“52nd Street, historically a Black business district known as West Philadelphia’s Main Street, has suffered from decades of disinvestment and continues to shine a light on the symptoms of our society-wide crisis,” Clark said. “For decades, our society has neglected minority neighborhoods all over our city and country. What is happening in West Philadelphia is a litmus test, for all of us, on how we will respond to the consequences of systemic racism and over-policing of our neighbors.”

The Enterprise Center will lend “aid to immediate responses such as clean-ups and peaceful protests, but we will need partners and investors to help build up rather than merely patch up 52nd Street,” Clark said.

Community leaders question police decision to shoot

Kendra Van de Water is the co-founder of YEAHPhilly, a nonprofit that focuses on youth empowerment and works largely in the Southwest Philadelphia area where Wallace’s life was cut short. In rec centers and parks near the block where police fatally shot him, they teach youth conflict resolution and mediation. Van de Water, a licensed social worker, says she and her YEAHPhilly partner James Aye face people with weapons “all the time.”

“There is literally no excuse for them shooting him that many times,” said Van de Water. “We de-escalate people with weapons all the time. I have never had to call the police ever. I have never had to hurt anybody ever.”

The West Philadelphia organizers announced Tuesday that they would no longer partner with Philadelphia police. In a post shared on social media, Van de Water and Aye pointed to the incident as evidence of the need for safe spaces where Black teenagers can spend time. “This is a perfect example of why we were so adamant about having our own building for our teens.”  The group is currently fundraising to build a community center nearby.

30 injured police officers, 91 arrests

In a Tuesday afternoon press conference, Philadelphia Police Commissioner Danielle Outlaw offered few new details. She declined to release the names of two officers involved in the shooting, footage from their body-worn cameras, or any information about 911 calls preceding the incident.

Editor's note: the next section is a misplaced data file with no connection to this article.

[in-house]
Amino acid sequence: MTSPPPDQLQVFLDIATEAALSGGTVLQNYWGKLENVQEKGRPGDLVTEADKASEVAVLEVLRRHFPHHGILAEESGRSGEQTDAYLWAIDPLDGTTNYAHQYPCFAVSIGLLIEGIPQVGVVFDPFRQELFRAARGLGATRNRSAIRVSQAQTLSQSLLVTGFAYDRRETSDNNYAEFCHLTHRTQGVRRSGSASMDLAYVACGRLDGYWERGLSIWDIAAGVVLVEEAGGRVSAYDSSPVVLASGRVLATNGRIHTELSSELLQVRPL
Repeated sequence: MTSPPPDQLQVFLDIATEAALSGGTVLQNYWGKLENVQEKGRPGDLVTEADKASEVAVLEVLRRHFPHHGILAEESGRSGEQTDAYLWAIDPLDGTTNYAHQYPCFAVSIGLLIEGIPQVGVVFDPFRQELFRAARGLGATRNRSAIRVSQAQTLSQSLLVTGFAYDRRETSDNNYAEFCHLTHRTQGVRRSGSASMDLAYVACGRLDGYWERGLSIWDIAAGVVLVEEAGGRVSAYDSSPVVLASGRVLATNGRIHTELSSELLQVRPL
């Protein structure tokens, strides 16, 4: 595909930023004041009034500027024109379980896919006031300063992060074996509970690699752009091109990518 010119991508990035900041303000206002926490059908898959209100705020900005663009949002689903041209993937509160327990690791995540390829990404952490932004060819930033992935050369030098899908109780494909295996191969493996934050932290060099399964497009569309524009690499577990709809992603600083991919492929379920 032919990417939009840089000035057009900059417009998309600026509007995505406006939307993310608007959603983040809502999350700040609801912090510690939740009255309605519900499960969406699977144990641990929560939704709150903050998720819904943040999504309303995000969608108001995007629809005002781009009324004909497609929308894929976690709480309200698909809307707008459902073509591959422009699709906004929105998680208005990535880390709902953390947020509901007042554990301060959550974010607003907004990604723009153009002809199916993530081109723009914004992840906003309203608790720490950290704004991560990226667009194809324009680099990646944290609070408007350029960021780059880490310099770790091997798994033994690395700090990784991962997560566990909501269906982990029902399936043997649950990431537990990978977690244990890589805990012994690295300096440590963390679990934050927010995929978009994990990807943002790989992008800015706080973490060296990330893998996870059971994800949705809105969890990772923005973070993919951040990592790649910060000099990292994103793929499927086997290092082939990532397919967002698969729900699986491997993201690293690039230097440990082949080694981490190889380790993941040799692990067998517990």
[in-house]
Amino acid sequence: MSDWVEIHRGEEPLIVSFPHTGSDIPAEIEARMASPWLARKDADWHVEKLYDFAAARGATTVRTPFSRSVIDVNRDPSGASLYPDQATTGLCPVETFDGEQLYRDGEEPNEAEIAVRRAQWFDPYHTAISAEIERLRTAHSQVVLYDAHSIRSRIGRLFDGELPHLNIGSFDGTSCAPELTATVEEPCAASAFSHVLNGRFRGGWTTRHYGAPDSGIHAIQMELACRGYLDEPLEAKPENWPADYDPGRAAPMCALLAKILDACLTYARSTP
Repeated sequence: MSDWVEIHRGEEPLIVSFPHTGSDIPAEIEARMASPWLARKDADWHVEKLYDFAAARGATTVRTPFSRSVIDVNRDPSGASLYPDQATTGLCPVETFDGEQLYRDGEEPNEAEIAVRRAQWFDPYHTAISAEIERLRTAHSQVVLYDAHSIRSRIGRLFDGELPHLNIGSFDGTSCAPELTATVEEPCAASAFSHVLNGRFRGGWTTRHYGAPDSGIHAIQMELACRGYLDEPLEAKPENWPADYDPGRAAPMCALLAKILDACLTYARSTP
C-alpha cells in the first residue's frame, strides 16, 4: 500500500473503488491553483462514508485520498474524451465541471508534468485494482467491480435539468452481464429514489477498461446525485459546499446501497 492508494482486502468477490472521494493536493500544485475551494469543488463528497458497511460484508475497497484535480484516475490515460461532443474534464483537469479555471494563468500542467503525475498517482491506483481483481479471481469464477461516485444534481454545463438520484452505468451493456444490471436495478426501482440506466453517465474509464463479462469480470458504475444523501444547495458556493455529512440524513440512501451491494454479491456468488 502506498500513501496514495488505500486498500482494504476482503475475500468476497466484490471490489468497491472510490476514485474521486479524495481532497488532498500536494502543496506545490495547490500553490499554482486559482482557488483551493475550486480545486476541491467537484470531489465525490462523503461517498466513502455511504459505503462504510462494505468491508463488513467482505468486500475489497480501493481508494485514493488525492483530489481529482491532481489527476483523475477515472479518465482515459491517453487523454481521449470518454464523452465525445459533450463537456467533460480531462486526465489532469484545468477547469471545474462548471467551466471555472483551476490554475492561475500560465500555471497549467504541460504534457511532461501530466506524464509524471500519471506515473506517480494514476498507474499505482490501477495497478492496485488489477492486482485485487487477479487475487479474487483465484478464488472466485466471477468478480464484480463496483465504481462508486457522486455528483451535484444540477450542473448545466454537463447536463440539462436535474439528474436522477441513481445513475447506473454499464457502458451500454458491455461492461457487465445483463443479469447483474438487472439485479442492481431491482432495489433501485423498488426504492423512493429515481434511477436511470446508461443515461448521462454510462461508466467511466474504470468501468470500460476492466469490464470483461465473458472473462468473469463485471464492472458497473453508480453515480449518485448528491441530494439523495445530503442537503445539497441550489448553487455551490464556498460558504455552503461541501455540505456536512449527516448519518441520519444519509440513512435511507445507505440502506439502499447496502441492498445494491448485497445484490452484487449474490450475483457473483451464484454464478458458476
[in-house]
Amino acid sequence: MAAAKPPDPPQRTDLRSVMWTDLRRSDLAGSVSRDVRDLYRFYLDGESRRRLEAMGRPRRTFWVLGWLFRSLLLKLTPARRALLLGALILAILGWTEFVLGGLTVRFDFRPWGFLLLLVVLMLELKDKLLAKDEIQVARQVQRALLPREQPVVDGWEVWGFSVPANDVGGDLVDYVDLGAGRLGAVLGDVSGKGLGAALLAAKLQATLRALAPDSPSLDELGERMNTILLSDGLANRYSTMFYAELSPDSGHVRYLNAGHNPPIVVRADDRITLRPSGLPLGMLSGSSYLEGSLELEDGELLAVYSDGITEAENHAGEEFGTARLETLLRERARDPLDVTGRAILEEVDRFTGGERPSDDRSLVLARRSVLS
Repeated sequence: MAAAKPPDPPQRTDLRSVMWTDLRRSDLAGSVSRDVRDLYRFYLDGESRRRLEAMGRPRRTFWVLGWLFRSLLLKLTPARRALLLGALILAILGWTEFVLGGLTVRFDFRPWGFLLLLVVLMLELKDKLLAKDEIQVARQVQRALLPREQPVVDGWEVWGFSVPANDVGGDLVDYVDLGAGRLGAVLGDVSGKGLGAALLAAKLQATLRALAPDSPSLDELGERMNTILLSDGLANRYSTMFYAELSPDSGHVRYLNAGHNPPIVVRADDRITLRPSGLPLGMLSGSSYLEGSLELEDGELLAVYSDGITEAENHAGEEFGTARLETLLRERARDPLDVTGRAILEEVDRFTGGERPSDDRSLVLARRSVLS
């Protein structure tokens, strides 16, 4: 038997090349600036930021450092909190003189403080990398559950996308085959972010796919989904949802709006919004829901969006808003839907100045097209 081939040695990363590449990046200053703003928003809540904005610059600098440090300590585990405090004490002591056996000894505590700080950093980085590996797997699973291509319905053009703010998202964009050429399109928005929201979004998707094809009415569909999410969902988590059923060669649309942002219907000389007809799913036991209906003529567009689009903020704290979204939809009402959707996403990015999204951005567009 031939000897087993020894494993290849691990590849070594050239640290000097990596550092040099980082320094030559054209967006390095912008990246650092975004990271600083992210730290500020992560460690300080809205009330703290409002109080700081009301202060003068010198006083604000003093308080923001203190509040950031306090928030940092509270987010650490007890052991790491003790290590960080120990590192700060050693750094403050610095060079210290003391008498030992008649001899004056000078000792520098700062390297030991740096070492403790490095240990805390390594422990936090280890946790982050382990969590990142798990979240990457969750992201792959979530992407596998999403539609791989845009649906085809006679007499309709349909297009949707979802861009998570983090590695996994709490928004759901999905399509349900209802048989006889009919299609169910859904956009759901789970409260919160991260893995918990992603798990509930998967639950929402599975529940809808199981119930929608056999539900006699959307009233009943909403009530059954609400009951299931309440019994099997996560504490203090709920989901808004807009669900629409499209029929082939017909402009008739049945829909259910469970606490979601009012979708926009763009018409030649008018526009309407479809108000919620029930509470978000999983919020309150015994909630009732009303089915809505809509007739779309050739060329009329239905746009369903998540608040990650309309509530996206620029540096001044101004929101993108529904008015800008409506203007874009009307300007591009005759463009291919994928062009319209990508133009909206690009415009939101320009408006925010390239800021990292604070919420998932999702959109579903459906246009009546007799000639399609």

“We’re still reviewing everything we have right now,” she said. Much of the new information offered by the department related to the chaotic night that followed the shooting. Although Outlaw said she authorized a civil unrest response in the “early evening,” footage shows a contingent of police overwhelmed by a swelling crowd. Thirty officers suffered injuries Monday night — mostly cuts and bruises sustained after clashes with protestors. However, one sergeant remains hospitalized with a broken leg after a pickup truck struck him, Outlaw said. Eight police vehicles and one medic unit were damaged, including a cruiser that was set on fire, she said.

Philadelphia police stand guard at 52nd and Market streets in West Philadelphia after looting Monday night. (Kimberly Paynter/WHYY)

According to Outlaw, 91 arrests were made overnight and into the morning, including three for failure to disperse, 11 for assaults on police and 76 for burglaries or looting. This number was expected to rise as several investigations were still ongoing, she said.

Mayor Jim Kenney described the unrest on 52nd Street as “further evidence of the anguish of Black and brown residents of our city who have struggled their entire lives under systemic racism.”

“I’ve lived my life as a white man, with all the privileges that brings. I cannot truly fathom the reality so many fellow Philadelphians of color have endured,” Kenney said. “The tragic incident last night shows yet again that our system fails to protect Black men.

The mayor, who has made racial equity a central focus of his administration, said that his administration continues to work on “lasting reforms” and plans to do more with the Mayor’s Office of Black Male Engagement, an office created in 2012 by former Mayor Michael Nutter.

Orange spray paint reads “Walter Wallace Presente!” on a gray wall. (Kimberly Paynter / WHYY)

Broke in PhillyWHYY is one of over 20 news organizations producing Broke in Philly, a collaborative reporting project on solutions to poverty and the city’s push towards economic justice. Follow us at @BrokeInPhilly.